Benefits of raising hGH

  • The trial had five ingredients, but according to Greg Fahy, hGH injections were the centerpiece. The other compounds were there to buffer and control the possible side effects of hGH injections.
  • hGH, of course, spurs growth in children and adolescents.
  • In adults, hGH helps to regulate body composition, muscle and bone growth, fat and sugar metabolism, and possibly heart function.
  • It’s used by cells during growth and in healing from injuries and other wounds.  
  • According to Harvard Medical School, “By age 55, blood levels of growth hormone are about one-third lower than they are in people ages 18 to 35. This drop also coincides with the reduced muscle mass and increased body fat that happens with aging.”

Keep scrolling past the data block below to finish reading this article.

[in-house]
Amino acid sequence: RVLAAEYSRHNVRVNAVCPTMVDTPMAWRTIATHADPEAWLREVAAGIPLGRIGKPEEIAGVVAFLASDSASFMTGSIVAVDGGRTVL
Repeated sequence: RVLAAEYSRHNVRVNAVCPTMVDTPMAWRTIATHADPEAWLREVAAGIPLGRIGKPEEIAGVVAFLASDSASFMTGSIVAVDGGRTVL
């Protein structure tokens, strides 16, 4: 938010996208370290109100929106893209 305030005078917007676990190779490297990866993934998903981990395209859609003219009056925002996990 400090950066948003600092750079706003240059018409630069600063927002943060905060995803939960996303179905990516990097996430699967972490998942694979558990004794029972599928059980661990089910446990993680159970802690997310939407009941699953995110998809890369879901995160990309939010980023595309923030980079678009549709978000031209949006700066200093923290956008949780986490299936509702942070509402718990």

• T-Cells are produced by the thymus gland, and are essential to the functioning of our immune systems. They decline because thymus glands become involuted, a process that goes on for years, leading to the gradual collapse of our immune systems.  Prior studies on animals had shown that hGH injections restore functioning to involuted thymus glands in animals; TRIIM verified that this effect occurs in humans too.

Concerns about cancer

And at least one of the components used in the trial, synthetic recombinant hGH, is associated with an increased risk of cancer. Fahy’s hope was that giving metformin, DHEA, vitamin D3 and zinc along with hGH injections would prevent this side effect. The results were promising in that no increase in cancer was seen in the original TRIIM trial. But more studies are needed (and are being conducted) to verify the safety of the protocol.